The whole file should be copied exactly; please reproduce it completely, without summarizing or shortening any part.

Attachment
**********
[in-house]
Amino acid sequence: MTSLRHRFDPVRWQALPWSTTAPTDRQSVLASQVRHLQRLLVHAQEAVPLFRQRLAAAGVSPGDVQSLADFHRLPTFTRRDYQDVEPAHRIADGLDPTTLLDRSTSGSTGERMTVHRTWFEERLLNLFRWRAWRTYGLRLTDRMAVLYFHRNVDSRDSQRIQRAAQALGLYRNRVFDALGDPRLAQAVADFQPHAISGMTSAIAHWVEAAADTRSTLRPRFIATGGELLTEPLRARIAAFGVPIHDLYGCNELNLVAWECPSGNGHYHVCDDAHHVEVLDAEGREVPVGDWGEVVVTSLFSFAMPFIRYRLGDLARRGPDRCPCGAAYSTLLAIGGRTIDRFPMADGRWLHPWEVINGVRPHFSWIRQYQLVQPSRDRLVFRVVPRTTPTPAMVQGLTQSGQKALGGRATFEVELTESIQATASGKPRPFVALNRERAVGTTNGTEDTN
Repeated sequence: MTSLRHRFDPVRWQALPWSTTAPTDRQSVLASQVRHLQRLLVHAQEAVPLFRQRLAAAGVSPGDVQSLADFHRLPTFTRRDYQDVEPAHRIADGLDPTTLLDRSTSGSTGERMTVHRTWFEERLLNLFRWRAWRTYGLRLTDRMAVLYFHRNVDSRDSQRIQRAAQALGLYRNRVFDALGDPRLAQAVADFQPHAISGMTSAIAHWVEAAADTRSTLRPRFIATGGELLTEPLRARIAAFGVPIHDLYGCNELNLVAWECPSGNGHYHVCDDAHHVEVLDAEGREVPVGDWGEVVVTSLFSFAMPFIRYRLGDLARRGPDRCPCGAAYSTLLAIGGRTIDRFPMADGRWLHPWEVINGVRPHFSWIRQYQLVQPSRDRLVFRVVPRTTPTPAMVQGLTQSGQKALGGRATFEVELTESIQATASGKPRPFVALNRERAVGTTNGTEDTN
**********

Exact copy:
[in-house]
Amino acid sequence: MTSLRHRFDPVRWQALPWSTTAPTDRQSVLASQVRHLQRLLVHAQEAVPLFRQRLAAAGVSPGDVQSLADFHRLPTFTRRDYQDVEPAHRIADGLDPTTLLDRSTSGSTGERMTVHRTWFEERLLNLFRWRAWRTYGLRLTDRMAVLYFHRNVDSRDSQRIQRAAQALGLYRNRVFDALGDPRLAQAVADFQPHAISGMTSAIAHWVEAAADTRSTLRPRFIATGGELLTEPLRARIAAFGVPIHDLYGCNELNLVAWECPSGNGHYHVCDDAHHVEVLDAEGREVPVGDWGEVVVTSLFSFAMPFIRYRLGDLARRGPDRCPCGAAYSTLLAIGGRTIDRFPMADGRWLHPWEVINGVRPHFSWIRQYQLVQPSRDRLVFRVVPRTTPTPAMVQGLTQSGQKALGGRATFEVELTESIQATASGKPRPFVALNRERAVGTTNGTEDTN
Repeated sequence: MTSLRHRFDPVRWQALPWSTTAPTDRQSVLASQVRHLQRLLVHAQEAVPLFRQRLAAAGVSPGDVQSLADFHRLPTFTRRDYQDVEPAHRIADGLDPTTLLDRSTSGSTGERMTVHRTWFEERLLNLFRWRAWRTYGLRLTDRMAVLYFHRNVDSRDSQRIQRAAQALGLYRNRVFDALGDPRLAQAVADFQPHAISGMTSAIAHWVEAAADTRSTLRPRFIATGGELLTEPLRARIAAFGVPIHDLYGCNELNLVAWECPSGNGHYHVCDDAHHVEVLDAEGREVPVGDWGEVVVTSLFSFAMPFIRYRLGDLARRGPDRCPCGAAYSTLLAIGGRTIDRFPMADGRWLHPWEVINGVRPHFSWIRQYQLVQPSRDRLVFRVVPRTTPTPAMVQGLTQSGQKALGGRATFEVELTESIQATASGKPRPFVALNRERAVGTTNGTEDTN